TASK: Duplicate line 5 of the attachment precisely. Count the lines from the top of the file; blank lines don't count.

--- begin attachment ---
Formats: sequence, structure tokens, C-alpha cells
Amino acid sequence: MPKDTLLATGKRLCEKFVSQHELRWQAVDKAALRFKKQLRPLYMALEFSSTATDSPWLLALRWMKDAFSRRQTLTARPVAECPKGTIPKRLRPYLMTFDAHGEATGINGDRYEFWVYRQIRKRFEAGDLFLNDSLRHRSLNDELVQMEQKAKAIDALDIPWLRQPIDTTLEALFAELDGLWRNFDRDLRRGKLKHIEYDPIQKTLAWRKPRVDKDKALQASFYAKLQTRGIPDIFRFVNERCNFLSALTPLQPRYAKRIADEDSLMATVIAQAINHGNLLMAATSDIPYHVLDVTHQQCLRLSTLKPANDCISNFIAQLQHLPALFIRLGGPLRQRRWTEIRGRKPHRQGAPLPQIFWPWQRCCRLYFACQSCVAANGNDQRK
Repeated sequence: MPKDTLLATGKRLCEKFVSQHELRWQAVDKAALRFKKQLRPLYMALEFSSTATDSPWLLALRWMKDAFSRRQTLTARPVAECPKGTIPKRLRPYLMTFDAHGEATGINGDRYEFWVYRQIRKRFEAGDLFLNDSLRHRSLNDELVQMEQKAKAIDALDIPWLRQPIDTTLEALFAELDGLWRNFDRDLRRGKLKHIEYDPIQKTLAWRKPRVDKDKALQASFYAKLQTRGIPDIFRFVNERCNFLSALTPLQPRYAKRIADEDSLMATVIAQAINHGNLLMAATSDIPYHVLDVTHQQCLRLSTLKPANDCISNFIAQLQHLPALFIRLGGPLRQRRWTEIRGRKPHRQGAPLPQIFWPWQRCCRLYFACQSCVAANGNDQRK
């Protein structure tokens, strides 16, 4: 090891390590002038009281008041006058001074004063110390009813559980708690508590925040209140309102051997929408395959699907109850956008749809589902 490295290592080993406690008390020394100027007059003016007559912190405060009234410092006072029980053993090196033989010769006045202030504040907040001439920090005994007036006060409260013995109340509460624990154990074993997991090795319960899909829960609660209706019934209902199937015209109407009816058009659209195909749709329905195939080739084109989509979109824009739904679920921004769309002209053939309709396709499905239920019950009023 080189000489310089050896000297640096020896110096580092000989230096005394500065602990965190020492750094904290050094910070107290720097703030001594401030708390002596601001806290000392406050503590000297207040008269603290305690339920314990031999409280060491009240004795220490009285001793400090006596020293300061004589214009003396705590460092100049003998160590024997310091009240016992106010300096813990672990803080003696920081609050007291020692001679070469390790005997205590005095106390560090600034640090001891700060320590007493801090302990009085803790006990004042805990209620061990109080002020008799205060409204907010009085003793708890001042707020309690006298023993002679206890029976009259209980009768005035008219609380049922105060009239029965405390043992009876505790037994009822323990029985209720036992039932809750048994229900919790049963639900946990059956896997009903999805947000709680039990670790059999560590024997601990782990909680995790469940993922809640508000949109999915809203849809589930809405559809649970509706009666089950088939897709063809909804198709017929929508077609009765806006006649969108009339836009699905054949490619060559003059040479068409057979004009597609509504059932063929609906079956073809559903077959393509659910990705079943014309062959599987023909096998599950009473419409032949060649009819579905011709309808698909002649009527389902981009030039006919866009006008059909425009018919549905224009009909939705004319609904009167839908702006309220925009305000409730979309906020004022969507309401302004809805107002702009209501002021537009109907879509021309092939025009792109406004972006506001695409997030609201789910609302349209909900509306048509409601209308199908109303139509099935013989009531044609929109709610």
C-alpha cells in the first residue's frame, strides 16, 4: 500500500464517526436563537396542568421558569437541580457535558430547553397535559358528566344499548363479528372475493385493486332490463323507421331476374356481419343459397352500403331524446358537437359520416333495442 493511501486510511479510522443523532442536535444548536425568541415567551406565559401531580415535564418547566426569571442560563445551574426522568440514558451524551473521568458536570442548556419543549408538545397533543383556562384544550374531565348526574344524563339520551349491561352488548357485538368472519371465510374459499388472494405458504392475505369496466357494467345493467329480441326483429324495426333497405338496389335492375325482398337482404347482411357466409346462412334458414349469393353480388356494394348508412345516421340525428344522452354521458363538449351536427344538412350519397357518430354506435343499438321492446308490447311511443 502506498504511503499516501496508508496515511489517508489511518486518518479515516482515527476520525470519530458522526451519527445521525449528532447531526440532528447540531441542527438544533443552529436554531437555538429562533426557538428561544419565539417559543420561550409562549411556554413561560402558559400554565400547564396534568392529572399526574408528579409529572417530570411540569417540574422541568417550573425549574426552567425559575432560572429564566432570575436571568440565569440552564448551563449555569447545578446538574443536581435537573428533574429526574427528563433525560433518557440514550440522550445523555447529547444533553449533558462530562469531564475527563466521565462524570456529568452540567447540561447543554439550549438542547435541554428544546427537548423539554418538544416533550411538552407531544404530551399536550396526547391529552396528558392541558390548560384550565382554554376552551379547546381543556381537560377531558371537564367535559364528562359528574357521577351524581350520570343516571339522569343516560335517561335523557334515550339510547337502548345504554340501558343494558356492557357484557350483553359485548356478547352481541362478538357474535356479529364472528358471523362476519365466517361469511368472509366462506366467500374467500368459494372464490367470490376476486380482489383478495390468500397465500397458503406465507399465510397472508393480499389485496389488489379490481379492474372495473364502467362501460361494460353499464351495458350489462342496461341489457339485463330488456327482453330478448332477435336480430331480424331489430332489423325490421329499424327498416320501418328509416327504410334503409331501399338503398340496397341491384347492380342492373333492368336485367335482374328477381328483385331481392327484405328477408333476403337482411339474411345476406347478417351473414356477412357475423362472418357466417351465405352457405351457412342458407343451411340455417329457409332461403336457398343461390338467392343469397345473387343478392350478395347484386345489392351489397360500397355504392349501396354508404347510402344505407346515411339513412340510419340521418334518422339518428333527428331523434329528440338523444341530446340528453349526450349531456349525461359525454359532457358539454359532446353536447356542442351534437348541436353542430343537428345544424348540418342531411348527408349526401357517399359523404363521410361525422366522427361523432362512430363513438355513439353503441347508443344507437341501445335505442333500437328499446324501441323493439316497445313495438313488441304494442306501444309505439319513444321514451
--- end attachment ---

C-alpha cells in the first residue's frame, strides 16, 4: 500500500464517526436563537396542568421558569437541580457535558430547553397535559358528566344499548363479528372475493385493486332490463323507421331476374356481419343459397352500403331524446358537437359520416333495442 493511501486510511479510522443523532442536535444548536425568541415567551406565559401531580415535564418547566426569571442560563445551574426522568440514558451524551473521568458536570442548556419543549408538545397533543383556562384544550374531565348526574344524563339520551349491561352488548357485538368472519371465510374459499388472494405458504392475505369496466357494467345493467329480441326483429324495426333497405338496389335492375325482398337482404347482411357466409346462412334458414349469393353480388356494394348508412345516421340525428344522452354521458363538449351536427344538412350519397357518430354506435343499438321492446308490447311511443 502506498504511503499516501496508508496515511489517508489511518486518518479515516482515527476520525470519530458522526451519527445521525449528532447531526440532528447540531441542527438544533443552529436554531437555538429562533426557538428561544419565539417559543420561550409562549411556554413561560402558559400554565400547564396534568392529572399526574408528579409529572417530570411540569417540574422541568417550573425549574426552567425559575432560572429564566432570575436571568440565569440552564448551563449555569447545578446538574443536581435537573428533574429526574427528563433525560433518557440514550440522550445523555447529547444533553449533558462530562469531564475527563466521565462524570456529568452540567447540561447543554439550549438542547435541554428544546427537548423539554418538544416533550411538552407531544404530551399536550396526547391529552396528558392541558390548560384550565382554554376552551379547546381543556381537560377531558371537564367535559364528562359528574357521577351524581350520570343516571339522569343516560335517561335523557334515550339510547337502548345504554340501558343494558356492557357484557350483553359485548356478547352481541362478538357474535356479529364472528358471523362476519365466517361469511368472509366462506366467500374467500368459494372464490367470490376476486380482489383478495390468500397465500397458503406465507399465510397472508393480499389485496389488489379490481379492474372495473364502467362501460361494460353499464351495458350489462342496461341489457339485463330488456327482453330478448332477435336480430331480424331489430332489423325490421329499424327498416320501418328509416327504410334503409331501399338503398340496397341491384347492380342492373333492368336485367335482374328477381328483385331481392327484405328477408333476403337482411339474411345476406347478417351473414356477412357475423362472418357466417351465405352457405351457412342458407343451411340455417329457409332461403336457398343461390338467392343469397345473387343478392350478395347484386345489392351489397360500397355504392349501396354508404347510402344505407346515411339513412340510419340521418334518422339518428333527428331523434329528440338523444341530446340528453349526450349531456349525461359525454359532457358539454359532446353536447356542442351534437348541436353542430343537428345544424348540418342531411348527408349526401357517399359523404363521410361525422366522427361523432362512430363513438355513439353503441347508443344507437341501445335505442333500437328499446324501441323493439316497445313495438313488441304494442306501444309505439319513444321514451